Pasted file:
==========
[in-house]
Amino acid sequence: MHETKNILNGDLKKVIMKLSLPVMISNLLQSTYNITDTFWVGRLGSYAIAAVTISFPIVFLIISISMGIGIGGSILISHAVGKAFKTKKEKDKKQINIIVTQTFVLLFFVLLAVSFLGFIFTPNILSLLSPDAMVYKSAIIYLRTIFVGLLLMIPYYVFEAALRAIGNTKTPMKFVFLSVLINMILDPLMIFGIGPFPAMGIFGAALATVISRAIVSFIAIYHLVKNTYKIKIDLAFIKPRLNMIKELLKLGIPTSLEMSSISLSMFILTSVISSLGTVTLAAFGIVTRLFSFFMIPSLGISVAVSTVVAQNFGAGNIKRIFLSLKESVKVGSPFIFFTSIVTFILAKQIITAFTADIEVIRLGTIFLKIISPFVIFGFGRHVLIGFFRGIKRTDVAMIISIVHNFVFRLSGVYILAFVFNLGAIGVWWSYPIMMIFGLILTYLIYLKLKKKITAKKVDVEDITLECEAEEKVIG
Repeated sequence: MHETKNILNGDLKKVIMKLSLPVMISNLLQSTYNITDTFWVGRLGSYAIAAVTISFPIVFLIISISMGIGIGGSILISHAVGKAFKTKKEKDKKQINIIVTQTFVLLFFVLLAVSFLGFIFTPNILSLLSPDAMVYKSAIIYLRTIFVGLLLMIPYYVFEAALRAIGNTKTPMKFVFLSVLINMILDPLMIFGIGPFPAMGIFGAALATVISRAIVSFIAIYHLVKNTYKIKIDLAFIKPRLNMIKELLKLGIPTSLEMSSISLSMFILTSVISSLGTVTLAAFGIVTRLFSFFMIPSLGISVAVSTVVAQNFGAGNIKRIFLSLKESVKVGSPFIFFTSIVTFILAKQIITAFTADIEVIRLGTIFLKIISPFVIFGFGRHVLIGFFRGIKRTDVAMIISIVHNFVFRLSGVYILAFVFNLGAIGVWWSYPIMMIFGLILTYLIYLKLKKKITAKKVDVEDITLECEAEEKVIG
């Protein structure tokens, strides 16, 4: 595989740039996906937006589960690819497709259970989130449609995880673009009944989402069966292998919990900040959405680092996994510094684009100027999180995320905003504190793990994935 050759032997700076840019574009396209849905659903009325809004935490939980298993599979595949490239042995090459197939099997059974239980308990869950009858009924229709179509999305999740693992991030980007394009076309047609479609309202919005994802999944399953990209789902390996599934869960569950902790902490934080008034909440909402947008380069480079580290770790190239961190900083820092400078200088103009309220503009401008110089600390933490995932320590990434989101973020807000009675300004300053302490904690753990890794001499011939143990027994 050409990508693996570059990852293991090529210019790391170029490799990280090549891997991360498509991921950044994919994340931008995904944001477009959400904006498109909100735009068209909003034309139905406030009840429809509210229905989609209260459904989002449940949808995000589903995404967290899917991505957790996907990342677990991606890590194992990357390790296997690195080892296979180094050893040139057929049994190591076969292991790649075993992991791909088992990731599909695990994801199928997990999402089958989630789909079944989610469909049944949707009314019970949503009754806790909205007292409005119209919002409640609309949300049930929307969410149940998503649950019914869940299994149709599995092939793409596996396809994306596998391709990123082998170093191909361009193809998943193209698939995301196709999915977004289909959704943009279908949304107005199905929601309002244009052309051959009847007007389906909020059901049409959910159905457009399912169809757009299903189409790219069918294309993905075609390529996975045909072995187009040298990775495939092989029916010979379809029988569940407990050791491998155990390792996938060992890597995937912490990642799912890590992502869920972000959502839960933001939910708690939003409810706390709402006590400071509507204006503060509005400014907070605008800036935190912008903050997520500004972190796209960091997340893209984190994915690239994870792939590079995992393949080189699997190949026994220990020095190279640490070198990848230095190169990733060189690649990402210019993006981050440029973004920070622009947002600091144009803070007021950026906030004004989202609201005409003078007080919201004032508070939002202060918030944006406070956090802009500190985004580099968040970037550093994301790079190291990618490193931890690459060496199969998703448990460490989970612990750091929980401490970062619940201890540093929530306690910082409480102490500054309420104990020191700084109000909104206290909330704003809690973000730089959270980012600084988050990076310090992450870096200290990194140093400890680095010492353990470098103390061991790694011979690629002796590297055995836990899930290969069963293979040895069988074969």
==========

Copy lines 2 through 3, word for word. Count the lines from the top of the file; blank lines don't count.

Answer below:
Amino acid sequence: MHETKNILNGDLKKVIMKLSLPVMISNLLQSTYNITDTFWVGRLGSYAIAAVTISFPIVFLIISISMGIGIGGSILISHAVGKAFKTKKEKDKKQINIIVTQTFVLLFFVLLAVSFLGFIFTPNILSLLSPDAMVYKSAIIYLRTIFVGLLLMIPYYVFEAALRAIGNTKTPMKFVFLSVLINMILDPLMIFGIGPFPAMGIFGAALATVISRAIVSFIAIYHLVKNTYKIKIDLAFIKPRLNMIKELLKLGIPTSLEMSSISLSMFILTSVISSLGTVTLAAFGIVTRLFSFFMIPSLGISVAVSTVVAQNFGAGNIKRIFLSLKESVKVGSPFIFFTSIVTFILAKQIITAFTADIEVIRLGTIFLKIISPFVIFGFGRHVLIGFFRGIKRTDVAMIISIVHNFVFRLSGVYILAFVFNLGAIGVWWSYPIMMIFGLILTYLIYLKLKKKITAKKVDVEDITLECEAEEKVIG
Repeated sequence: MHETKNILNGDLKKVIMKLSLPVMISNLLQSTYNITDTFWVGRLGSYAIAAVTISFPIVFLIISISMGIGIGGSILISHAVGKAFKTKKEKDKKQINIIVTQTFVLLFFVLLAVSFLGFIFTPNILSLLSPDAMVYKSAIIYLRTIFVGLLLMIPYYVFEAALRAIGNTKTPMKFVFLSVLINMILDPLMIFGIGPFPAMGIFGAALATVISRAIVSFIAIYHLVKNTYKIKIDLAFIKPRLNMIKELLKLGIPTSLEMSSISLSMFILTSVISSLGTVTLAAFGIVTRLFSFFMIPSLGISVAVSTVVAQNFGAGNIKRIFLSLKESVKVGSPFIFFTSIVTFILAKQIITAFTADIEVIRLGTIFLKIISPFVIFGFGRHVLIGFFRGIKRTDVAMIISIVHNFVFRLSGVYILAFVFNLGAIGVWWSYPIMMIFGLILTYLIYLKLKKKITAKKVDVEDITLECEAEEKVIG